“A lot of T20 leagues need to run concurrently, which is not happening now. Everybody wants to not clash with the other guys. The IPL needs to happen alongside BPL, CPL and Big Bash and the best players will get picked in the best leagues.

 “There will be room for everyone including the Indian players who are unsold in the IPL. They have the opportunity to play elsewhere. One has to make a decision on tradition versus profitability.”

 That being said, Cameron lamented the lack of growth in the sport, believing it should be played in more non-traditional markets that will make the sport more valuable for all concerned.

 “We need to grow in China and other places. It is a plan that has to include India. Any globalisation will require investments from India,” Cameron said.

 “A team like the West Indies plays less international games in a year but their players are able to play in the best leagues around the world and then they come to play for the country.

 “That way players make more money, their board will not have to spend money on retaining its best players and we focus on the continuous development of the sport with that money.

 We are living in a capitalist world. We are trying to talk about tradition versus what the players want. The players want to be paid.

 “Yes, Test cricket is great and it is a tradition and it will survive for another few years between the big countries but the truth is smaller counties like Afghanistan and Ireland should not be forced to play Test cricket until they can be competitive. You are wasting resources.”

 He continued: “This thing of trying to do more ICC events is not going to help the smaller countries because there is not enough space in the calendar. Test cricket should be a choice for smaller teams like Afghanistan and Ireland, it should not be mandatory.”

Picked for the Indian squad for the four-Test tour against the West Indies in 2016, KL Rahul played in the second Test at Jamaica and scored 158, his highest Test score then.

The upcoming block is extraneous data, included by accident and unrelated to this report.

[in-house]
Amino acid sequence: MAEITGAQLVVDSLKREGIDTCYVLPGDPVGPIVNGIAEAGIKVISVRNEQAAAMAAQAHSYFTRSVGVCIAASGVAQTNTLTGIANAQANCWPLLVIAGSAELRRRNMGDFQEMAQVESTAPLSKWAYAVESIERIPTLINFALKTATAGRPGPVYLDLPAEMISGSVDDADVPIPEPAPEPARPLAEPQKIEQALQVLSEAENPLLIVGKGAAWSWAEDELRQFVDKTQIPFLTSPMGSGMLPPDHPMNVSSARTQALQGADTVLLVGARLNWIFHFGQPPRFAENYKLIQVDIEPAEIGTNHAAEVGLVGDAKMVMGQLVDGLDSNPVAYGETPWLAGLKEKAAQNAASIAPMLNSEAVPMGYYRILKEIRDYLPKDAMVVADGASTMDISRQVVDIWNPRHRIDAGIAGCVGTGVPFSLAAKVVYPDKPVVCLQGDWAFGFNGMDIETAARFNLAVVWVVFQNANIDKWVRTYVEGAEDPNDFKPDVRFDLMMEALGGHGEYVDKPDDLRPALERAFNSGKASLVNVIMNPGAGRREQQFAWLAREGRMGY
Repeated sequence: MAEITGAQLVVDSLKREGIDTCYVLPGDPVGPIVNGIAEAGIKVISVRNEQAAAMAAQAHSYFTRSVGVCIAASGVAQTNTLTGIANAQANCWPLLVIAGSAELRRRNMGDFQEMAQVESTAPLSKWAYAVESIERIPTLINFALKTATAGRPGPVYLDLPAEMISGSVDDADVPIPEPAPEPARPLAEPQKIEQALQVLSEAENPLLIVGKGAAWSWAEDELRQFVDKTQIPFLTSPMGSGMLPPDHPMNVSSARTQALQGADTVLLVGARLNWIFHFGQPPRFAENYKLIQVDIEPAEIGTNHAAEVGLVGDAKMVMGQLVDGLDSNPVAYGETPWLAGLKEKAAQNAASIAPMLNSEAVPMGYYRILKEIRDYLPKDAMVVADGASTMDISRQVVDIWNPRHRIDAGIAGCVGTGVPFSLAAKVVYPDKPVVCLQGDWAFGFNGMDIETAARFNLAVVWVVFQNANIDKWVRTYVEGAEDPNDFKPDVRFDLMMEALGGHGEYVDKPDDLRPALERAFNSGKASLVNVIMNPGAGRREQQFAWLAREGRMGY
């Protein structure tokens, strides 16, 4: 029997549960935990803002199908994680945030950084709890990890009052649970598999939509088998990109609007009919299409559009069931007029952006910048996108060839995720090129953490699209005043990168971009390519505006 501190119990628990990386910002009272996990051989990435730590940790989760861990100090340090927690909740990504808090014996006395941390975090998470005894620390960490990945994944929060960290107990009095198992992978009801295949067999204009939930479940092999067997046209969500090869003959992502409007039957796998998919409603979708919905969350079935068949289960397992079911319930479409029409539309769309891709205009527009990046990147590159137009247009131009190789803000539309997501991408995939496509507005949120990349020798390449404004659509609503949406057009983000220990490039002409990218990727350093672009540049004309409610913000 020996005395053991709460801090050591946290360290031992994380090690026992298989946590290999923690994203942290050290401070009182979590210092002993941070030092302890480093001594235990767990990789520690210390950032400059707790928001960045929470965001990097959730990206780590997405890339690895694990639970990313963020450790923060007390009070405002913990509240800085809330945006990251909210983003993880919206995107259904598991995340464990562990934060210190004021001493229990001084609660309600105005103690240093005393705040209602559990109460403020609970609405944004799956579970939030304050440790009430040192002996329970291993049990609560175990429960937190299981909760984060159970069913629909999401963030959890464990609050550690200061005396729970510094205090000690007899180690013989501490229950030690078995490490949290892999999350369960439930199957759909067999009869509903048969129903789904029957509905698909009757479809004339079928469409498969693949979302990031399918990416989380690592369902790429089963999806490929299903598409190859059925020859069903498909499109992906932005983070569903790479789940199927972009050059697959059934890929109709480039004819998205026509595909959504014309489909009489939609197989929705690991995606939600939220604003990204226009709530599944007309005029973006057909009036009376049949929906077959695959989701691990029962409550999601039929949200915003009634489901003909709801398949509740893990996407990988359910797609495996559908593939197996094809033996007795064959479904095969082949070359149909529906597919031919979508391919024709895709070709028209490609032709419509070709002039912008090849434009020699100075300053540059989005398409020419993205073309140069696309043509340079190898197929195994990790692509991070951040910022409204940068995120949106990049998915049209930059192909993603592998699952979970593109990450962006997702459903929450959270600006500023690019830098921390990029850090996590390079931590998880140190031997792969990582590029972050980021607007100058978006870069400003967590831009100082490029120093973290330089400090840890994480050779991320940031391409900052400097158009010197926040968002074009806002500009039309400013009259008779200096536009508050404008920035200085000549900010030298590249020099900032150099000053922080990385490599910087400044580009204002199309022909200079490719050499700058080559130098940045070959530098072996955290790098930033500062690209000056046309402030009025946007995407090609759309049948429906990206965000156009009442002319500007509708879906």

In the process, he became the first Indian opener to score a century in his debut Test in the West Indies.

In the first match of the T20I series in the United States, he scored a century off 46 balls in a losing cause, the second-fastest ever and fastest by an Indian. He also set the world record for being the only player to score a hundred in his first innings as an opener in both Tests and ODIs.

Rahul set the record for the fastest batsman to have scored centuries in all three formats in just 20 innings surpassing the record of Ahmed Shehzad who took 76 innings.

He is the first player in T20I history to score a century when batting at the number 4 position or lower (110*). On July 3, 2018, Rahul smashed his second T20 International ton against England. He is also the first Indian batsman to be dismissed hit-wicket in T20Is.

 

Career statistics (2013-present)

Full name: Kannaur Lokesh Rahul

Born: April 18, 1992, Bangalore, Karnataka (28)

Major teams:  India, Bangalore Brigadiers (Urban), India Under-19s, India Under-23s, Karnataka, Karnataka State Cricket Association Colts XI, Kings XI Punjab, Royal Challengers Bangalore, South Zone, Sunrisers Hyderabad

Playing role: Opening batsman

Batting style: Right-hand bat

Fielding position: Wicketkeeper

 

T20I Career

Mat    Inns        NO         Runs      HS          Ave        BF           SR           100        50